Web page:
The University of La Verne held a panel discussion on Islamophobia Wednesday to consider discrimination that Muslim communities face today in America, as part of the One Book, One University event.
The event, “Immigration Nation? Living in the United States: A Panel Conversation about Immigration and Islamophobia,” included speakers Jihad Turk, the president of Bayan Claremont Islamic Graduate School; Firas Arodaki, a La Verne graduate student; and Hassam Ayloush, a representative from Council on American-Islamic Relations.
“Bigotry only survives when there is a social acceptance to it,” Ayloush said.
Although there are about 1.6 billion Muslims across the world, making it one of the world’s largest religions there is still an irrational phobia of the religion and the people who practice it, Ayloush said.
“I actually haven’t faced any challenges,” Turk said. “It’s not usually something I face in the context of some kind of negativity or hostility.”
Because Turk has never personally faced any discrimination due to his Muslim background, he feels that it may be that most of the people who do face discrimination look more “Muslim-y”, making it an almost racialized religious identity.
“Islam is a very diverse religion that is difficult to identify by face,” Ayloush said.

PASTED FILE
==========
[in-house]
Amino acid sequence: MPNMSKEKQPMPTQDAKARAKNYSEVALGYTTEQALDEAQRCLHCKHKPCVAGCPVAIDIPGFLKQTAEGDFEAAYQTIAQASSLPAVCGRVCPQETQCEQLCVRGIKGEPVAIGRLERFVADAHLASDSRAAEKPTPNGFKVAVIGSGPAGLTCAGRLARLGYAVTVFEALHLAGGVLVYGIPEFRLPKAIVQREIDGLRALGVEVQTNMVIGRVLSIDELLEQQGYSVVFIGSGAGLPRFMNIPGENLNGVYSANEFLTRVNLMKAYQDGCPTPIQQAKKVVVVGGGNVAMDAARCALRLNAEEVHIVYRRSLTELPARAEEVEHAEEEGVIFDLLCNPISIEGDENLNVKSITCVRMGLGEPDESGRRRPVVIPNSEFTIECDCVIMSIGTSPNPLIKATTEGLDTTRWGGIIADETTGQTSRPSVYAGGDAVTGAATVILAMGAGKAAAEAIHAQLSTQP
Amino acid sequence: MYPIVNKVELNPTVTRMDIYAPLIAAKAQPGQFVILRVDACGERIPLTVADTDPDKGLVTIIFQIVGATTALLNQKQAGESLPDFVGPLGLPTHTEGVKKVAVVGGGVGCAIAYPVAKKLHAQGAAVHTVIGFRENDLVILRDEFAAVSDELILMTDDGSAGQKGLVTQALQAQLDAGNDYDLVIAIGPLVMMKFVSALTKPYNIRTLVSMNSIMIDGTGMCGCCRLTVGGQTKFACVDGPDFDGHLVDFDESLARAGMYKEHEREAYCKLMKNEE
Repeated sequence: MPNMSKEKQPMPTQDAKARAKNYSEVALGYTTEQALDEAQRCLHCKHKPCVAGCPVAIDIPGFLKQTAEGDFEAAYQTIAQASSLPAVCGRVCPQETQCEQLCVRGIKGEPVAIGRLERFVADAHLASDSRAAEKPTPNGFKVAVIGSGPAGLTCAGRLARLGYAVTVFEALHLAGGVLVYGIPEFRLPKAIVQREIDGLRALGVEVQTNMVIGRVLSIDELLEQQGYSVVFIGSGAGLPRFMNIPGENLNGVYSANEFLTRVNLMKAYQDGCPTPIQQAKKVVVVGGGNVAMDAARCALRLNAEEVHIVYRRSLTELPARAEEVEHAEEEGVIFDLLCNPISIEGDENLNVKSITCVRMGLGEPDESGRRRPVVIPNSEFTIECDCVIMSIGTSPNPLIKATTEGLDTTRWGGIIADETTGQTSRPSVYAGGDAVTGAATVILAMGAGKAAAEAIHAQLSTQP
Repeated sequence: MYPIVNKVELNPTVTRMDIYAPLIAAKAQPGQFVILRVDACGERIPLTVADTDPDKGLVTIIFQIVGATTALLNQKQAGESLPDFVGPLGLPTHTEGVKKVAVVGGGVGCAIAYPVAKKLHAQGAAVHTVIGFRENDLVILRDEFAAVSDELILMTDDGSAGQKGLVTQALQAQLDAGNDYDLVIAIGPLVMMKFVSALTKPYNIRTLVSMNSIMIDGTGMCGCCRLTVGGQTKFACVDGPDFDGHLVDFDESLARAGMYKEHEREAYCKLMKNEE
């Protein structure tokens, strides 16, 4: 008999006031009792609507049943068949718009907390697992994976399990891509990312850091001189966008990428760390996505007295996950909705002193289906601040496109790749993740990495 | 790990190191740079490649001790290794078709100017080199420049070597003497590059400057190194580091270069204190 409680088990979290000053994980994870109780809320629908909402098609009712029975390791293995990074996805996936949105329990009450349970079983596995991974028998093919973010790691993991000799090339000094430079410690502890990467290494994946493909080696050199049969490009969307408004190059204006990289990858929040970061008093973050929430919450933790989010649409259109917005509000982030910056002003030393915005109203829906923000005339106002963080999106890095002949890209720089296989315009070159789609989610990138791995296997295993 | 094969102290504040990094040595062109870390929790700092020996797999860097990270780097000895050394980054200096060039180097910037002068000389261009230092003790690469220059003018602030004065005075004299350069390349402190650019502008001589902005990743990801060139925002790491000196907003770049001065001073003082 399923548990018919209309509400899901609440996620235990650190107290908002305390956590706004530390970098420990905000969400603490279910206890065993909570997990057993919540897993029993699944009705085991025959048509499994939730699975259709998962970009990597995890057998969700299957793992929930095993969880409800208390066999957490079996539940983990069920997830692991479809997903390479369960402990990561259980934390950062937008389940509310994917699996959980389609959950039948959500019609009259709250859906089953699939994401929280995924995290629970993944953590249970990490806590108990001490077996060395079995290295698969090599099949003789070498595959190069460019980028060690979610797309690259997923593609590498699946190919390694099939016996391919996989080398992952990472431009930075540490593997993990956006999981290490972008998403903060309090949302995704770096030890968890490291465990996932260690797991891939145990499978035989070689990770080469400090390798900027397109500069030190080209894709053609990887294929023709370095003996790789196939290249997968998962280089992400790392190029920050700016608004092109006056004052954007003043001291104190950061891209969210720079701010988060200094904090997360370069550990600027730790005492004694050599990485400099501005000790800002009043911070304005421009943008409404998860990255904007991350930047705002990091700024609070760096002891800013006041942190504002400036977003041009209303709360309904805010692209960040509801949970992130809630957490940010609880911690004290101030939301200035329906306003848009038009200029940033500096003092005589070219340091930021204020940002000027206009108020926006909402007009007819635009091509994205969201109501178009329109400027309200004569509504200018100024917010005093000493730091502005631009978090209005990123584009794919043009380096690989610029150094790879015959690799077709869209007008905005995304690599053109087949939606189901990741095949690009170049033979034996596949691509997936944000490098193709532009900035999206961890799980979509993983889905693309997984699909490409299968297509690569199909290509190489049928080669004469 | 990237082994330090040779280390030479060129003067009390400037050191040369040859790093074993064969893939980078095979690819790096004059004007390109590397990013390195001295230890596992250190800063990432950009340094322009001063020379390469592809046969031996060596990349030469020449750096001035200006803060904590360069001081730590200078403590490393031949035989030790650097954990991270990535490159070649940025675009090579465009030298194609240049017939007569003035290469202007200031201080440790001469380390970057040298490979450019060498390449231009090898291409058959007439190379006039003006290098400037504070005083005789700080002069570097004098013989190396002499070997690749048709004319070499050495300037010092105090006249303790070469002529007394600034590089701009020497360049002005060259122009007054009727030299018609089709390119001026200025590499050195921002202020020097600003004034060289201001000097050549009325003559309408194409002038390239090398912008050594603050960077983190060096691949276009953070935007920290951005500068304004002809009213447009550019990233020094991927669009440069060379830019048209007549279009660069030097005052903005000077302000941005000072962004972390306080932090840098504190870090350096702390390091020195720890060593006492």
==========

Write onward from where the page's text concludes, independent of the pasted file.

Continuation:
Islamophobia is an issue in America because ignorance is used to build fear, and there are currently 37 different groups dedicated solely to spreading that fear, Ayloush said.
“Most of us are not bigoted, but all it takes is a small group of people determined to make life miserable,” he said.
Turk said that bringing awareness through activism and social justice was the right course of action to counteract Islamophobia.
“When there is an issue of social justice, let’s stand up for each other,” Turk said.
Ayloush instead focused on the fact that the issue has nothing to do with activism and everything to do with bigotry. Bigots are the issue, he said, and help from a community that is not being targeted should never be expected.
“The focus should be on the bigots,” Ayloush said. “Nobody should feel that they have to do anything different in order to be accepted and embraced by their peers.”
He also added that Muslims are normal human beings who should not have to explain themselves, claiming that in order to be a good ally you just have to let them be who they are.
Students were then given the opportunity to ask their own questions.
“There is a misconception, I feel, that there is violence in the Quran,” junior psychology major Eric Kirakosian said. “Can you touch on this? Is it a misconception? Why do people think this?”
Violence has never been backed by religion, Turk said. It is usually due to a struggle of power and has nothing to do with religion.
“We pin it on religion but it’s anything but,” said Turk.
Many people in America oppose bigotry, Ayloush said. American Muslims are typically happy because although they face many obstacles here, they also have far more opportunities than they would have back home, he said.
The mediator of the panel, University Chaplain Zandra Wagoner, brought the panel to a close by saying that it takes a wide source of knowledge to fight bigotry.
This is where Kirakosian disagreed.
“You don’t need a college degree to know not to hate people,” he said.
Jocelyn Arceo can be reached at firstname.lastname@example.org.